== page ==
Title- An Exposition of The Adittapariyaya Sutta By Bhikkhu Pesala E-book


 

The Ādittapariyāya Sutta is found in volume four of the Saṃyuttanikāya. According to the account in the Saṃyuttanikāya, the Buddha taught the Ādittapariyāya Sutta at Gayāsīsa to one thousand fire-worshipping ascetics.

This discourse is quite short and straightforward. The six sense bases are on fire with passion, ill-will, and delusion. These mental defilements lead to suffering. If one understands them clearly, one becomes disenchanted towards all objects of the six senses, which leads to liberation and nibbāna.

“ Sabbaṃ, bhikkhave, ādittaṃ. Kiñca, bhikkhave, sabbaṃ ādittaṃ? Cakkhu ādittaṃ, rūpā ādittā, cakkhuviññāṇaṃ ādittaṃ, cakkhusamphasso āditto, yamidaṃ cakkhu-samphassapaccayā uppajjati vedayitaṃ sukhaṃ vā dukkhaṃ vā adukkhamasukhaṃ vā tampi ādittaṃ. Kena ādittaṃ? Rāgagginā dosagginā mohagginā ādittaṃ, jātiyā jarāya maraṇena sokehi paridevehi dukkhehi domanas­sehi upāyāsehi ādittanti vadāmi ”.

 

 

“ The all, monks, is burning. What, monks, is the all that is burning? The eye is burning, sights are burning, eye-consciousness is burning, eye-contact is burning, and the pleasant, painful, or neutral feelings that arise dependent on eye-contact, those too are burning. With what are they burning? They are burning with the fire of passion, the fire of ill-will, and the fire of delusion; I declare that they are burning with the fire of birth, aging, death, grief, lamentation, pain, sorrow, and despair ”.

 

 

“ Sotaṃ ādittaṃ … Mano āditto, dhammā ādittā, … Rāgagginā dosagginā mohagginā ādittaṃ, jātiyā jarāya maraṇena sokehi paridevehi dukkhehi domanassehi upāyāsehi ādittanti vadāmi ”.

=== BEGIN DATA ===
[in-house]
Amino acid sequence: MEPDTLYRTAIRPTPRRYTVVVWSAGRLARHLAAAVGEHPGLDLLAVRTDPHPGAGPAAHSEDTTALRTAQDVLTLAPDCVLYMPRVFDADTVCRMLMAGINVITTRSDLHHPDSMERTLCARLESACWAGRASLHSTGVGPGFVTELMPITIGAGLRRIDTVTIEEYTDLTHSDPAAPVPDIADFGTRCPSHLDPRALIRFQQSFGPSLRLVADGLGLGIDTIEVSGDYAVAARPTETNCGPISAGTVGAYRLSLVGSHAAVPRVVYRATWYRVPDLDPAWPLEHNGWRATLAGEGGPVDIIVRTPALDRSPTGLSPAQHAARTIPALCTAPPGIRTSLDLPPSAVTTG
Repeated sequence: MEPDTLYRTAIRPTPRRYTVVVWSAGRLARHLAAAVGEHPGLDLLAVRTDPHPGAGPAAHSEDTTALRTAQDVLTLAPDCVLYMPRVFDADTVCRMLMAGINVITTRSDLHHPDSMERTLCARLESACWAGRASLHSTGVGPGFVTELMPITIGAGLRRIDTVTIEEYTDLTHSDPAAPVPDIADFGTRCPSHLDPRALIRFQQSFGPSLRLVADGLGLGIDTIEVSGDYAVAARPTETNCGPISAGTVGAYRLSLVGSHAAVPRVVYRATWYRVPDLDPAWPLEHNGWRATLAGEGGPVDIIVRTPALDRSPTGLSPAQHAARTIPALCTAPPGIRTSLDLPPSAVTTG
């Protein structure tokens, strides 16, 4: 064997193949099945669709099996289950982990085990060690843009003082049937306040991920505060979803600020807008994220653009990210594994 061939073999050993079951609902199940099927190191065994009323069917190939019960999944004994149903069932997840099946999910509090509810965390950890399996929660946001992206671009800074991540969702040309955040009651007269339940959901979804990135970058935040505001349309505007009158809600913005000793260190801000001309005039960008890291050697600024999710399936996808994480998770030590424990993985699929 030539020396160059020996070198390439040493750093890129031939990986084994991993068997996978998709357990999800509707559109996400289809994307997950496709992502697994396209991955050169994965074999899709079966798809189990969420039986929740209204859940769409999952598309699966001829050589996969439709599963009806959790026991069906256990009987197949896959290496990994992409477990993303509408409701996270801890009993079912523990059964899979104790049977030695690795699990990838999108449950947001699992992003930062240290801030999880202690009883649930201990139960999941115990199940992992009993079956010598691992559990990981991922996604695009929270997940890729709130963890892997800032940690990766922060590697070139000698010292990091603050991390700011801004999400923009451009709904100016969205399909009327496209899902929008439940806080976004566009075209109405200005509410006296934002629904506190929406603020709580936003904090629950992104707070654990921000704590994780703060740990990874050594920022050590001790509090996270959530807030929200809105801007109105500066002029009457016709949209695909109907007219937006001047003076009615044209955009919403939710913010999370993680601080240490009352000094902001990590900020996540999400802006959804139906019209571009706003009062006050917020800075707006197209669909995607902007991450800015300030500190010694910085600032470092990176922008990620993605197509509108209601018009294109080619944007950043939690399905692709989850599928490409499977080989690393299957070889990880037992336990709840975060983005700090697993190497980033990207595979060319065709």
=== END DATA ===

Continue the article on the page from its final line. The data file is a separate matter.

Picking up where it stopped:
“ The ear is burning … the mind is burning, mental-objects are burning … I declare that they are burning with the fires of birth, aging, death, grief, lamentation, pain, sorrow, and despair ”.

 

 

“ Evaṃ passaṃ, bhikkhave, sutavā ariyasāvako cakkhusmimpi nibbindati, rūpesupi nibbindati, cakkhu­viññāṇepi nibbindati, cakkhusamphassepi nibbindati, yamidaṃ cakkhusamphassapaccayā uppajjati vedayi­taṃ sukhaṃ vā dukkhaṃ vā adukkhamasukhaṃ vā, tasmimpi nibbindati. Sotasmim­pi nibbindati, saddesupi nibbindati … nibbindaṃ virajjati, virāgā vimuccati, vimuttasmiṃ vimuttamiti ñāṇaṃ hoti. Khīṇā jāti, vusitaṃ brahmacariyaṃ, kataṃ karaṇīyaṃ, nāparaṃ itthattāyāti pajānātī’ti ”.

 

 

“ Seeing thus, monks, the learned noble disciple is disenchanted with the eye, with sights, eye-consciousness, eye-contact, pleasant, unpleasant, or neutral feelings that arise dependent on eye-contact. He is disenchanted with sounds … disenchanted with odours, disenchanted with tastes, disenchanted with touches, disenchanted with mental objects. Being disenchanted, he is dispassionate, being dispassionate he is liberated, and the knowledge arises that he is liberated. Birth is destroyed, the holy life has been lived, what should be done has been done, and he knows that there will be no more of this (birth, aging, etc.) ”.

 

 

“ Imasmiñca pana veyyākaraṇasmiṃ bhaññamāne tassa bhikkhusahassassa anupādāya āsavehi cittāni vimucciṃsu ”.

 

 

“ While this discourse was being taught, the minds of those one thousand bhikkhus were liberated from all corruptions without any remainder ”.

Contents

 

🌠 Introduction

🌠 The Ādittapariyāya Sutta

🌠 Explanation of the Discourse

🌠 How Hot is the Fire ?

🌠 Extinguishing the Fire

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